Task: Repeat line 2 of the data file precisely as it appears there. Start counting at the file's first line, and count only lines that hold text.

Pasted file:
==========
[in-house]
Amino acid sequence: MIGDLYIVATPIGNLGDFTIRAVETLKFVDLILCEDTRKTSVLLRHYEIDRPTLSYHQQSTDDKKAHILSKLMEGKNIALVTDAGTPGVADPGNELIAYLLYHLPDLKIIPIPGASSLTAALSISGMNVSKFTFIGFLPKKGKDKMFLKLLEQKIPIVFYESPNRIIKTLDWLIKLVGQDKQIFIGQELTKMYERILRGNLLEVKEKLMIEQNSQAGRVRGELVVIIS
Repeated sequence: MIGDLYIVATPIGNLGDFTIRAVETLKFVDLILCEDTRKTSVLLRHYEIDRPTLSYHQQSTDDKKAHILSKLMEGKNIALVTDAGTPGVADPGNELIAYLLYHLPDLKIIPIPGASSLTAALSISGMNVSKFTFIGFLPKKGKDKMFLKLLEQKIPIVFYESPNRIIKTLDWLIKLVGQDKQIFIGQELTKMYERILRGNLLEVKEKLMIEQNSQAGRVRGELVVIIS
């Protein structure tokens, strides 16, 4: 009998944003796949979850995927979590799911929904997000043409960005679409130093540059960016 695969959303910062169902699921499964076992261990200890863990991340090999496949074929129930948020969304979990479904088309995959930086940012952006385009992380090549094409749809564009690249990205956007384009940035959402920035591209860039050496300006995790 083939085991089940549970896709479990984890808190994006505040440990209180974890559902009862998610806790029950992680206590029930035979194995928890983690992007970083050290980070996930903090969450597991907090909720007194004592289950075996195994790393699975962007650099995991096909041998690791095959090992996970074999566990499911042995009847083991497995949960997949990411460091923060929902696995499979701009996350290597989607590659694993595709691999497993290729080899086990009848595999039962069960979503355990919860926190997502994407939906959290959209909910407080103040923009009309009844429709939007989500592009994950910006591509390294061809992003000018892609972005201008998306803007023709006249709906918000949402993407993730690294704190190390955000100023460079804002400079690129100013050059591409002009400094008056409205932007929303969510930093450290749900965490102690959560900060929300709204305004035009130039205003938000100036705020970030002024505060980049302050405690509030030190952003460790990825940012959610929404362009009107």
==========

Amino acid sequence: MIGDLYIVATPIGNLGDFTIRAVETLKFVDLILCEDTRKTSVLLRHYEIDRPTLSYHQQSTDDKKAHILSKLMEGKNIALVTDAGTPGVADPGNELIAYLLYHLPDLKIIPIPGASSLTAALSISGMNVSKFTFIGFLPKKGKDKMFLKLLEQKIPIVFYESPNRIIKTLDWLIKLVGQDKQIFIGQELTKMYERILRGNLLEVKEKLMIEQNSQAGRVRGELVVIIS